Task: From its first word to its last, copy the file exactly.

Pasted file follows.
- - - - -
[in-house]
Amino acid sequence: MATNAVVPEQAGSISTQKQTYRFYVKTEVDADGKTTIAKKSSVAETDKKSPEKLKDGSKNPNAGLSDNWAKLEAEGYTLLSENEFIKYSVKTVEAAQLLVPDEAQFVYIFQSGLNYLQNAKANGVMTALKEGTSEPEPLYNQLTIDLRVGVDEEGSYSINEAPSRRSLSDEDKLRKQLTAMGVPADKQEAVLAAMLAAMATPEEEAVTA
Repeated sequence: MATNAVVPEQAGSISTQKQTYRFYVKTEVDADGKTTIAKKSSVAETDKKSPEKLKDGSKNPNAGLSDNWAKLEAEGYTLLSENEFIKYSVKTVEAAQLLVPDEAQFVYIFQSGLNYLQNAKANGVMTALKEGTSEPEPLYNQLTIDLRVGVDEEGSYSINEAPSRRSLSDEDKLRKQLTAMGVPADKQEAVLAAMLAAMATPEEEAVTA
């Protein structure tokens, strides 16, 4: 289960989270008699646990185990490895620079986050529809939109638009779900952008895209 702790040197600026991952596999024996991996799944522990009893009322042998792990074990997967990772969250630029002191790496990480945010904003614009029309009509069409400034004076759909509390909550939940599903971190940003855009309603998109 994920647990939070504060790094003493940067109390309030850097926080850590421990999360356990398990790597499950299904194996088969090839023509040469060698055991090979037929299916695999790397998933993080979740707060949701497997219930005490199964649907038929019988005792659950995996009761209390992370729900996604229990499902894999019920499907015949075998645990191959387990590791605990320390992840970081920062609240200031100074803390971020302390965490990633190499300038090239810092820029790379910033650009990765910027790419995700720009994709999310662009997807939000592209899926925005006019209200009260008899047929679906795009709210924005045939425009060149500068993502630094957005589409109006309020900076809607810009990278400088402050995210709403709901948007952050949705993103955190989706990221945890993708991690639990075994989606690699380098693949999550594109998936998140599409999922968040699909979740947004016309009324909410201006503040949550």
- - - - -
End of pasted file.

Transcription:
[in-house]
Amino acid sequence: MATNAVVPEQAGSISTQKQTYRFYVKTEVDADGKTTIAKKSSVAETDKKSPEKLKDGSKNPNAGLSDNWAKLEAEGYTLLSENEFIKYSVKTVEAAQLLVPDEAQFVYIFQSGLNYLQNAKANGVMTALKEGTSEPEPLYNQLTIDLRVGVDEEGSYSINEAPSRRSLSDEDKLRKQLTAMGVPADKQEAVLAAMLAAMATPEEEAVTA
Repeated sequence: MATNAVVPEQAGSISTQKQTYRFYVKTEVDADGKTTIAKKSSVAETDKKSPEKLKDGSKNPNAGLSDNWAKLEAEGYTLLSENEFIKYSVKTVEAAQLLVPDEAQFVYIFQSGLNYLQNAKANGVMTALKEGTSEPEPLYNQLTIDLRVGVDEEGSYSINEAPSRRSLSDEDKLRKQLTAMGVPADKQEAVLAAMLAAMATPEEEAVTA
């Protein structure tokens, strides 16, 4: 289960989270008699646990185990490895620079986050529809939109638009779900952008895209 702790040197600026991952596999024996991996799944522990009893009322042998792990074990997967990772969250630029002191790496990480945010904003614009029309009509069409400034004076759909509390909550939940599903971190940003855009309603998109 994920647990939070504060790094003493940067109390309030850097926080850590421990999360356990398990790597499950299904194996088969090839023509040469060698055991090979037929299916695999790397998933993080979740707060949701497997219930005490199964649907038929019988005792659950995996009761209390992370729900996604229990499902894999019920499907015949075998645990191959387990590791605990320390992840970081920062609240200031100074803390971020302390965490990633190499300038090239810092820029790379910033650009990765910027790419995700720009994709999310662009997807939000592209899926925005006019209200009260008899047929679906795009709210924005045939425009060149500068993502630094957005589409109006309020900076809607810009990278400088402050995210709403709901948007952050949705993103955190989706990221945890993708991690639990075994989606690699380098693949999550594109998936998140599409999922968040699909979740947004016309009324909410201006503040949550």